If Moviepilot‘s reporting is correct, among other things students won’t really have to worry about the 2015-16 school year:
It seems not a year can go by without someone out there claiming it will be our last. Whether it’s the rapture, nuclear war or general garden-variety extinction, some conspiracy and biblical theorists just love to get everyone else slightly perturbed at the threat of our destruction. I say ‘slightly perturbed’ because let’s face it, it’s not the first time we’ve heard this.
This time, the various blogs are claiming the world will end at some point between September 22-28th, 2015. For the most part, the actual reasoning behind our inevitable doom is a bit confused, but the main line of thought states an asteroid will collide within the year, which will then usher in an oppressive world government controlled by the New World Order.
What’s Apparently Going To Happen?
According to some biblical theorists, these blood moons – each of which coincided with a Jewish holiday – mark the end times described in the Bible in Acts 2:20 and Revelation 6:12. Some, such as Youtuber Lewey7777, seem to suggest this wrath of God will be manifested as an asteroid which will collide with the Earth during the period of the final blood moon. One blog, titled 888whistleblower.com claimed:
“Most likely we are for real talking about is the end of all life on this planet. The efforts to stop the process, which could very well be an inevitability, aren’t working. The methods they are using are right in the skies above your head, and they are still top secret.
Most likely they are making the end come sooner, and there doesn’t seem to be anything we can do except wake up to what is going on, and wake our friends and family up, at the risk of looking like a fool. One thing I think I can assure you though, is that the end is coming, and I don’t think it is that far away.”
Other conspiracy websites such as BeforeItsNews.com, have suggested other events which occur during September 22-28th also point unflinchingly towards annihilation. These include:
- The Pope, who is apparently the anti-Christ, talking to the UN on September 23rd about the Post 2015 Sustainable Development Agenda – or the “New World Order plan.”
- CERN intends to conduct experiments with the most powerful cycle of the Large Hadron Collider yet.
- Large scale military exercises – most notable Jade Helm.
- The apparent stockpiling of food, weapons and ammunition in underground bunkers.
- Video games, films and television shows pointing to the apocalypse. They state: “Titles include Tomorrowland, Mission Impossible, Call of Duty Black Ops III, Mad Max. All are being used to condition using subliminal messages for the coming and acceptance from the masses of events that will unfold very soon.”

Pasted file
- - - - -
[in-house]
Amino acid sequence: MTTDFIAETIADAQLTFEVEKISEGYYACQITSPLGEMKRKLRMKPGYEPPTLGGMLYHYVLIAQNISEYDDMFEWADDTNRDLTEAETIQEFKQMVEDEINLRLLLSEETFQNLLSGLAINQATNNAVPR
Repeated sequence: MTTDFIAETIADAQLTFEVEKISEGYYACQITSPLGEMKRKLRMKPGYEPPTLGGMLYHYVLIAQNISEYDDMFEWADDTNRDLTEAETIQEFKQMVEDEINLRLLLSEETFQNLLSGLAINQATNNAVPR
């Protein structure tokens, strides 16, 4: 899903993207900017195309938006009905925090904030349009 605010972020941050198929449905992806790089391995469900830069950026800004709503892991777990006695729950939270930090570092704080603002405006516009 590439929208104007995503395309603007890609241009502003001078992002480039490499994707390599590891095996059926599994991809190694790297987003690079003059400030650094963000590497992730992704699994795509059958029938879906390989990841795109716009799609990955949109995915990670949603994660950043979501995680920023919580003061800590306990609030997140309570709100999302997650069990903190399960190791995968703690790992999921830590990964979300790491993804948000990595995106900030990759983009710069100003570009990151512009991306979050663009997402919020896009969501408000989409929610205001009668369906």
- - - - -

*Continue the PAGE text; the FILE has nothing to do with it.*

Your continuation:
- Additional assorted mumbo-jumbo.
NASA has previously stated there is no asteroid anywhere near Earth, claiming:
“NASA knows of no asteroid or comet currently on a collision course with Earth, so the probability of a major collision is quite small. In fact, as best as we can tell, no large object is likely to strike the Earth any time in the next several hundred years.”
Also, as I suggested above, this is not the first time we’ve heard this. Let’s just remind ourselves of some of the most recent apocalyptic portendings:
- 1,000 AD: A rise in Christian activity was prompted by fears the millennium would usher in the end of the world. People left their jobs and homes only to be disappointed when the year changed and no Horsemen of the Apocalypse had arrived. The original predictors claimed it was because they miscalculated Jesus’ age and that the world would really end in 1033. We all know how that turned out.
- February 1524: Astrologers in London noticed a strange alignment of the planets Jupiter and Saturn in the constellation of Pisces. This led some to claim a giant biblical flood was imminent. Some sought shelter on high ground only to return home completely dry and a bit embarrassed.
- Fall 1982: In 1980, popular television evangelist Pat Robinson told viewers of The 700 Club: “I guarantee you, by the end 1982 there is going to be judgment on the world.” It didn’t happen.
- 2000: The second millennium also came with apocalypse fears, although this one was about computers. The so-called millennium bug would supposedly fry computers all around the world – plunging us into a new dark age.
- May 21st, 2011: US pastor Harold Camping claimed rapture would arrive in 2011, after initially getting the date wrong in 1994. His claims were widely reported, and some of his followers even sold their belongings.
- December 21, 2012: The much vaunted end of the Mayan calendar was similarly linked to the end of the world. News flash: It didn’t happen.
Of course, perhaps it is true, and I’m just a member of that insidious New World Order/Illuminati/Zionist/Globalist conspiracy? I guess we’ll have to wait until September to find out.
I don’t recall Robertson’s claim of impending judgment. I do recall Y2K (I remember radio talk show host Art Bell reporting on power outages in Quebec in the middle of the night on New Year’s Day 2000), and this blog covered Camping and the Mayans. Before Robertson, there was also a prediction of doom stemming from the planets’ all being aligned, covered by none other than Leonard Nimoy in his “In Search Of” series.
Of course, denying the conspiracy proves you’re part of it.